Habib Bourguiba

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The Supreme Combatant

Habib Bourguiba
الحبيب بورقيبة
1st President of Tunisia
In office
25 July 1957 – 7 November 1987
Interim: 25 July 1957 – 8 November 1959
Prime MinisterBahi Ladgham
Hédi Nouira
Mohammed Mzali
Rachid Sfar
Zine El-Abidine Ben Ali
Preceded byOffice created
(Muhammad VIII as King of Tunisia)
Succeeded byZine El-Abidine Ben Ali
2nd Prime minister of the Kingdom of Tunisia
20th Head of government
In office
11 April 1956 – 25 July 1957
MonarchKing Muhammad VIII
Preceded byTahar Ben Ammar
Succeeded byOffice abolished
1st Minister of Foreign Affairs
In office
15 April 1956 – 29 July 1957
MonarchKing Muhammad VIII
Preceded byOffice created
Succeeded bySadok Mokaddem
1st Minister of Defense
In office
15 April 1956 – 29 July 1957
MonarchKing Muhammad VIII
Preceded byOffice created
Succeeded byBahi Ladgham
1st Speaker of the National Constituent Assembly
In office
9 April 1956 – 15 April 1956
MonarchKing Muhammad VIII
Preceded byFirst officeholder
Succeeded byJallouli Fares
Personal details
Habib Ibn Ali Bourguiba

(1903-08-03)3 August 1903
Monastir, Regency of Tunisia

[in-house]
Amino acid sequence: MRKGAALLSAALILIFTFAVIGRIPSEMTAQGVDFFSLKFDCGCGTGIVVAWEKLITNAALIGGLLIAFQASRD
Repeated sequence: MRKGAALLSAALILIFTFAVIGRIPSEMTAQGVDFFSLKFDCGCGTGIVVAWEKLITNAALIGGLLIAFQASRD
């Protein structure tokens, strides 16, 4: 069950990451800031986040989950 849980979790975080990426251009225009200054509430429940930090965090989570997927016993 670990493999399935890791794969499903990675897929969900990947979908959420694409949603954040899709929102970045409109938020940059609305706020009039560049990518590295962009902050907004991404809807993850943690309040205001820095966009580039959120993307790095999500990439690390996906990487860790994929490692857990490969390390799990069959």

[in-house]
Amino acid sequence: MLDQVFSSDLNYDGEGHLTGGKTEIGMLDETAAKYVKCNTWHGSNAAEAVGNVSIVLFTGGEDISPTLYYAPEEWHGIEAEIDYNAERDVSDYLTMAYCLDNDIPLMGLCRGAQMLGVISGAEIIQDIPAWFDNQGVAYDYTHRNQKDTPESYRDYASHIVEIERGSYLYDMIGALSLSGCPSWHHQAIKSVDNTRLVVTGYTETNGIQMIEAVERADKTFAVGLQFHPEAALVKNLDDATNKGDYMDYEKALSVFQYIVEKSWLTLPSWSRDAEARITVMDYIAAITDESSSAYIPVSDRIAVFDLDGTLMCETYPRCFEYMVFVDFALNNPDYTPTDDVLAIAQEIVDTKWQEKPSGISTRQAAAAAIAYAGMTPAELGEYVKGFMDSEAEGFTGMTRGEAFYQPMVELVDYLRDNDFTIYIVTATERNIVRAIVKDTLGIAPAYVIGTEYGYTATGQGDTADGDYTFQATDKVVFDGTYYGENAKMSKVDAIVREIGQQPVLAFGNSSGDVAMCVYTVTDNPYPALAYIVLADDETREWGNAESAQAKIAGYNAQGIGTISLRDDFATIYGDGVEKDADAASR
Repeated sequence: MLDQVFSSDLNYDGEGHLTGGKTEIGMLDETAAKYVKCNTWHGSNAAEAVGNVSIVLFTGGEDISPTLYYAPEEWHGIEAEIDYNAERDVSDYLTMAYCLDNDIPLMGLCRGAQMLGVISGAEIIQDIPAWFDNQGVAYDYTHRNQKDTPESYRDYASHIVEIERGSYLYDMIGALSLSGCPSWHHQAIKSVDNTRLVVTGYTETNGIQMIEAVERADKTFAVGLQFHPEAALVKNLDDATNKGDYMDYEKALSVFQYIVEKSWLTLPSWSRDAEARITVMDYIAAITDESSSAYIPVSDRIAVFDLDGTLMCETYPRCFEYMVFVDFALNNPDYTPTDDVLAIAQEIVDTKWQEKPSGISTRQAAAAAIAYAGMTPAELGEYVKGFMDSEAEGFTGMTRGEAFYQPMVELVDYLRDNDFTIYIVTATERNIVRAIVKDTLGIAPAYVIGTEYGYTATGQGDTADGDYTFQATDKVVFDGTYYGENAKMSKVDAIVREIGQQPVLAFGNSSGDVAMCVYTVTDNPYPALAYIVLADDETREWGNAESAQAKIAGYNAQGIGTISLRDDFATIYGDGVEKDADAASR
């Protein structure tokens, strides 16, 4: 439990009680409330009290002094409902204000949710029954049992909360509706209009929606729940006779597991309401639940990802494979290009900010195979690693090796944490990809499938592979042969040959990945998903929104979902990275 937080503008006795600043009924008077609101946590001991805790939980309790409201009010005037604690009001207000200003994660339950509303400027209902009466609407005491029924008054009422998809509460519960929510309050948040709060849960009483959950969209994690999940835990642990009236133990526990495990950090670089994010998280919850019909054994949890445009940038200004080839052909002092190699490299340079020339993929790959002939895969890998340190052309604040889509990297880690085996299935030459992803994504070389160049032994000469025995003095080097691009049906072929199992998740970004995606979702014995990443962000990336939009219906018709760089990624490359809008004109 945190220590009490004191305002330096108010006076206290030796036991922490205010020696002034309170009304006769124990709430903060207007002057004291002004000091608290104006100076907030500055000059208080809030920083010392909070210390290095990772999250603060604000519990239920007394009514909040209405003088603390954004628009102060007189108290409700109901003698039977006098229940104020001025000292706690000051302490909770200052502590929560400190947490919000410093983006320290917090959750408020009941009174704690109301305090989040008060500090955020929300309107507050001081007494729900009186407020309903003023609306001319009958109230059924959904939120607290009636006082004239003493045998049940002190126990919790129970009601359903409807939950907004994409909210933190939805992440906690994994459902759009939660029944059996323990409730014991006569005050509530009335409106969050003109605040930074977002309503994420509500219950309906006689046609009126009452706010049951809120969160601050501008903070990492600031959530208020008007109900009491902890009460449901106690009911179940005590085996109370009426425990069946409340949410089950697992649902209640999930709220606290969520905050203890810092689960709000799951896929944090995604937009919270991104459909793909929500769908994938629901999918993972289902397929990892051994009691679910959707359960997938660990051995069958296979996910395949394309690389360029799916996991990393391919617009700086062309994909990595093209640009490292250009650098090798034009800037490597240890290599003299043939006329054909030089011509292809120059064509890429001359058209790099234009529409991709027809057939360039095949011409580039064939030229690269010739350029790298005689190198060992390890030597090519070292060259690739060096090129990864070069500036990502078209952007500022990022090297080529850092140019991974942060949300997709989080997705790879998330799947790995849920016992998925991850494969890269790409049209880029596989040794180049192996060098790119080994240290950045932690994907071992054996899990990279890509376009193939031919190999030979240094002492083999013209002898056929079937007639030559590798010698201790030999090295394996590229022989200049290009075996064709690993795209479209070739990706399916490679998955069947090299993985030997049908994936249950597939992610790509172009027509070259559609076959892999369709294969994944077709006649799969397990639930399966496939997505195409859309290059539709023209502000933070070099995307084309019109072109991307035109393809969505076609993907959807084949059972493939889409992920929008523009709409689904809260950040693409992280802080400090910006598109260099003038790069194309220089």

Died6 April 2000(2000-04-06) (aged 96)
Monastir, Tunisia
Resting placeBourguiba mausoleum
Monastir, Tunisia
Political partySocialist Destourian Party (1964–87)
Other political
Neo Destour (1934–64)
Destourian Movement (1930–34)
ChildrenJean Habib Bourguiba
Hajer Bourguiba (adoptive)
MotherFattouma Khefacha
FatherAli Bourguiba
RelativesM'hamed Bourguiba (brother)
Mahmoud Bourguiba (brother)
Alma materUniversity of Paris
OccupationPolitical activist

Habib Ben Ali Bourguiba (Arabic: الحبيب بورقيبة al-Ḥabīb Būrqībah; 3 August 1903 – 6 April 2000)[1] was a Tunisian lawyer, nationalist leader and statesman.

Bourguiba served as the country's leader from independence in 1956 to 1987. He first served as the second Prime Minister of the Kingdom of Tunisia before proclaiming the Tunisian Republic in 1957 and thus becoming the first President of Tunisia.

Before to that, he played a major role in obtaining independence from France, ending the 75 years old protectorate and earning the title of "Supreme Combatant".

References[change | change source]

  1. New African. IC Magazines Limited. 2000.